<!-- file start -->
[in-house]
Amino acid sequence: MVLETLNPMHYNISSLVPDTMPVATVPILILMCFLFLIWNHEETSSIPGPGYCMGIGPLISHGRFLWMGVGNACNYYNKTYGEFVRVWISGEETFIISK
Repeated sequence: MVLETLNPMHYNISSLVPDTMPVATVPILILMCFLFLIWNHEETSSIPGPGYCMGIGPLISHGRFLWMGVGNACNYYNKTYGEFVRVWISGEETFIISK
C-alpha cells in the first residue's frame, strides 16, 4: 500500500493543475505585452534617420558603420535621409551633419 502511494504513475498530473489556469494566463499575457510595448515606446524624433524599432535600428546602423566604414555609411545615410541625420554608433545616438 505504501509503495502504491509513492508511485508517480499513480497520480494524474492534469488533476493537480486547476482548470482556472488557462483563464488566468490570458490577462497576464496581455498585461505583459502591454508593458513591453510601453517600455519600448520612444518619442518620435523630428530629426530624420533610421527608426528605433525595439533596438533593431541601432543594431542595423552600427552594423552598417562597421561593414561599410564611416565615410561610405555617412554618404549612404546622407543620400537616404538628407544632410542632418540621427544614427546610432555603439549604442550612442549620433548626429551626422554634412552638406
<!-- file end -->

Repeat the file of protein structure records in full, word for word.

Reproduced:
[in-house]
Amino acid sequence: MVLETLNPMHYNISSLVPDTMPVATVPILILMCFLFLIWNHEETSSIPGPGYCMGIGPLISHGRFLWMGVGNACNYYNKTYGEFVRVWISGEETFIISK
Repeated sequence: MVLETLNPMHYNISSLVPDTMPVATVPILILMCFLFLIWNHEETSSIPGPGYCMGIGPLISHGRFLWMGVGNACNYYNKTYGEFVRVWISGEETFIISK
C-alpha cells in the first residue's frame, strides 16, 4: 500500500493543475505585452534617420558603420535621409551633419 502511494504513475498530473489556469494566463499575457510595448515606446524624433524599432535600428546602423566604414555609411545615410541625420554608433545616438 505504501509503495502504491509513492508511485508517480499513480497520480494524474492534469488533476493537480486547476482548470482556472488557462483563464488566468490570458490577462497576464496581455498585461505583459502591454508593458513591453510601453517600455519600448520612444518619442518620435523630428530629426530624420533610421527608426528605433525595439533596438533593431541601432543594431542595423552600427552594423552598417562597421561593414561599410564611416565615410561610405555617412554618404549612404546622407543620400537616404538628407544632410542632418540621427544614427546610432555603439549604442550612442549620433548626429551626422554634412552638406